When we see the evangelists trying to link Jesus’ life with texts that don’t really fit him at all, then we have a situation where they have a real figure and they are struggling to make him fit — they can’t just make up anything about his life that they wanted to.
Understood. But at the same time don’t we have a problem if Jesus’s life did not really fit anything in the scriptures then why did his followers go to such extreme and unpersuasive lengths to try to say he really really did if we just use our imaginations a lot and pretend that these Jewish Scriptures almost say something like what he almost did? Does that make sense if that’s what they did — as you seem to be implying in your criticism here?
On the other hand, don’t we have many examples of Jewish authors using a form of haggadic midrash (and I’m relying on Jewish scholars of midrash when I raise this point) finding what look like bizarre or unnatural connections between Jewish scriptures and literary figures they create? Is not the way Jesus is portrayed in the gospels just another example of this sort of Jewish creative writing?
McGrath: No one would say that Socrates did not exist if the earliest evidence for Socrates came from a disciple of his. So it is bizarre to discount the evidence of early “Christians” for Jesus.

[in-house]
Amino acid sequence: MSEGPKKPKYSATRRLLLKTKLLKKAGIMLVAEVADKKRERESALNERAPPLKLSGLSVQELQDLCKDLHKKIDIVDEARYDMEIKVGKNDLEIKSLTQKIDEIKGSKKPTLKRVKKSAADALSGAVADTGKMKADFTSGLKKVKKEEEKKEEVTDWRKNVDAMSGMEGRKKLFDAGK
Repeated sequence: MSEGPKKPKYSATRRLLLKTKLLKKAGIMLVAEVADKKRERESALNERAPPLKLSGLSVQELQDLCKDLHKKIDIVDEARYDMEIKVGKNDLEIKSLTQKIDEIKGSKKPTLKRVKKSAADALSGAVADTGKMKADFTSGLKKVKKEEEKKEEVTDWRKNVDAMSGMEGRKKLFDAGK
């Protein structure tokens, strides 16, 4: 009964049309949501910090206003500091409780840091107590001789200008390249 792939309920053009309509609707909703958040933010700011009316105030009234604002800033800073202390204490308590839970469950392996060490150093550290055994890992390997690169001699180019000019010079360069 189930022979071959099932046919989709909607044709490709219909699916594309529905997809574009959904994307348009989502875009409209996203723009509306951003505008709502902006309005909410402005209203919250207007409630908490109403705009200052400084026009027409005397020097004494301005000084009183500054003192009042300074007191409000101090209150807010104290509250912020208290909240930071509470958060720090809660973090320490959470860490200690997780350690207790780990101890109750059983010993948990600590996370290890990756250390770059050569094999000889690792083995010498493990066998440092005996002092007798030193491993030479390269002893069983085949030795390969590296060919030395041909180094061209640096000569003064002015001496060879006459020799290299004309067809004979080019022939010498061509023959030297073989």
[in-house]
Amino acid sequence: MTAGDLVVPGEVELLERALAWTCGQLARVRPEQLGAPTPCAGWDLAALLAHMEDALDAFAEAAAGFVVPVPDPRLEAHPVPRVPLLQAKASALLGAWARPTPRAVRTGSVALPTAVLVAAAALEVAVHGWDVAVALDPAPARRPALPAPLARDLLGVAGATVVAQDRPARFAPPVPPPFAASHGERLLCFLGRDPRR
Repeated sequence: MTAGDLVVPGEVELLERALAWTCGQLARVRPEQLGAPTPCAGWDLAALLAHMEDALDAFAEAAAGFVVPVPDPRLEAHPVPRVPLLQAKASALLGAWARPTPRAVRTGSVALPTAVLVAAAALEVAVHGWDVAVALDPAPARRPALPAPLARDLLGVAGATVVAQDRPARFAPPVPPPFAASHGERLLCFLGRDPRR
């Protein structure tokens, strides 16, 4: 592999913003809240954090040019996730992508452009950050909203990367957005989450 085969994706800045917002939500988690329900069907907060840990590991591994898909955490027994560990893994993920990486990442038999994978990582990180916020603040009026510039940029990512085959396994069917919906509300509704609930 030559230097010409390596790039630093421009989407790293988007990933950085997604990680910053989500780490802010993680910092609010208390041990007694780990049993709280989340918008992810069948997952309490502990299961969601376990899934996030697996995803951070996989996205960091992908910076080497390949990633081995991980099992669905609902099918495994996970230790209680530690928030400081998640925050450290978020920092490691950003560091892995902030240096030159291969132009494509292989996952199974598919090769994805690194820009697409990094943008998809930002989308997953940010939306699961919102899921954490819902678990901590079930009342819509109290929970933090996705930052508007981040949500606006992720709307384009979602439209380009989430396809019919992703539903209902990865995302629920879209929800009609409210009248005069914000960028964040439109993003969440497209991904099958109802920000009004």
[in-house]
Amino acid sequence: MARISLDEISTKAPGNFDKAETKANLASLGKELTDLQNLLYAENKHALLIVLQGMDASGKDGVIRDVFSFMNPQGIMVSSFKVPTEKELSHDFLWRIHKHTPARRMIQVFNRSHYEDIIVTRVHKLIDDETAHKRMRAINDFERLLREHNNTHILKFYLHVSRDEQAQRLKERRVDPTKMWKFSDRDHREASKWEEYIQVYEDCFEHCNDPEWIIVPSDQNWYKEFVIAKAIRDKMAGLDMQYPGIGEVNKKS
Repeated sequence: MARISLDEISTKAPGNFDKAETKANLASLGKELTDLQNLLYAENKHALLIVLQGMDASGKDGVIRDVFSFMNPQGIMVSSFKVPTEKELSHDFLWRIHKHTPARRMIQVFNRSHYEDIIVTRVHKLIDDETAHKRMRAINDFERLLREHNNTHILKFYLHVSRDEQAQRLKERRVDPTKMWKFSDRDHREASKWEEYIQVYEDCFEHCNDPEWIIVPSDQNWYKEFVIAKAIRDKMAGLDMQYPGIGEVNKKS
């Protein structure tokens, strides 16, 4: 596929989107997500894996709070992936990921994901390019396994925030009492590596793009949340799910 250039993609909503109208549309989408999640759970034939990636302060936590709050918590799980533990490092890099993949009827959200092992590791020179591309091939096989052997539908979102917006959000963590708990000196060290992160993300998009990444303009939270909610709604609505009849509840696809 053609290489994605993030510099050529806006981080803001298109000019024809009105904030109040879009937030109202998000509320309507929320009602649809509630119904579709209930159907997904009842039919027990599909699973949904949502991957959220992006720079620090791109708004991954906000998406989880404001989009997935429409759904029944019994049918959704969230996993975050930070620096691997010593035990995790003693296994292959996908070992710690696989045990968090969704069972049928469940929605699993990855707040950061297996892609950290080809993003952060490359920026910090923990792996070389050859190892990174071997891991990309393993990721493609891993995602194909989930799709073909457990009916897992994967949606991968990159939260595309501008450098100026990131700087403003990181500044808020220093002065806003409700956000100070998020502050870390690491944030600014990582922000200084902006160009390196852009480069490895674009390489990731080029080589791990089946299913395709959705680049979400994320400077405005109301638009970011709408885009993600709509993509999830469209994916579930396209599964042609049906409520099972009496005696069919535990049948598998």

Is not the point of the mythicists that unlike case of Socrates we have no writings from any eyewitness disciples of Jesus? If we had the sort of evidence for Jesus as we have for Socrates — contemporaries, disciples and opponents alike — then there would be no question about the existence of Jesus. Atheists don’t need Jesus not to exist, after all. In fact it’s much easier for atheists to discredit Christianity (if that’s what they want to do) by pointing out the sorts of bad behaviour and teachings that Avalos and Price have dwelt upon in their books (Bad Jesus and Blaming Jesus). I think the problem is that the evidence for Jesus is so much less than it is for, say, Socrates.